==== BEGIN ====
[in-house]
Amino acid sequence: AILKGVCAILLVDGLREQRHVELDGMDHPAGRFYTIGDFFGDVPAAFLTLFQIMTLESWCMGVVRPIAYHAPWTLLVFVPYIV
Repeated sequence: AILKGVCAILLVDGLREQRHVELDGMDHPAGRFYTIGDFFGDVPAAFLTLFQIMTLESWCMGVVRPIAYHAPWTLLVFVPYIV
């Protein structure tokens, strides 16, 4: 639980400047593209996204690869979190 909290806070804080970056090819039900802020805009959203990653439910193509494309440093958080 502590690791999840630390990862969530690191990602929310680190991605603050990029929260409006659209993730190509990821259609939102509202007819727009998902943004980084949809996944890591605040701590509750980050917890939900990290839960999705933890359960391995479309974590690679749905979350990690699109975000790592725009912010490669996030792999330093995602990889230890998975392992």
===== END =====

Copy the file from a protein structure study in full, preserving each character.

[in-house]
Amino acid sequence: AILKGVCAILLVDGLREQRHVELDGMDHPAGRFYTIGDFFGDVPAAFLTLFQIMTLESWCMGVVRPIAYHAPWTLLVFVPYIV
Repeated sequence: AILKGVCAILLVDGLREQRHVELDGMDHPAGRFYTIGDFFGDVPAAFLTLFQIMTLESWCMGVVRPIAYHAPWTLLVFVPYIV
């Protein structure tokens, strides 16, 4: 639980400047593209996204690869979190 909290806070804080970056090819039900802020805009959203990653439910193509494309440093958080 502590690791999840630390990862969530690191990602929310680190991605603050990029929260409006659209993730190509990821259609939102509202007819727009998902943004980084949809996944890591605040701590509750980050917890939900990290839960999705933890359960391995479309974590690679749905979350990690699109975000790592725009912010490669996030792999330093995602990889230890998975392992």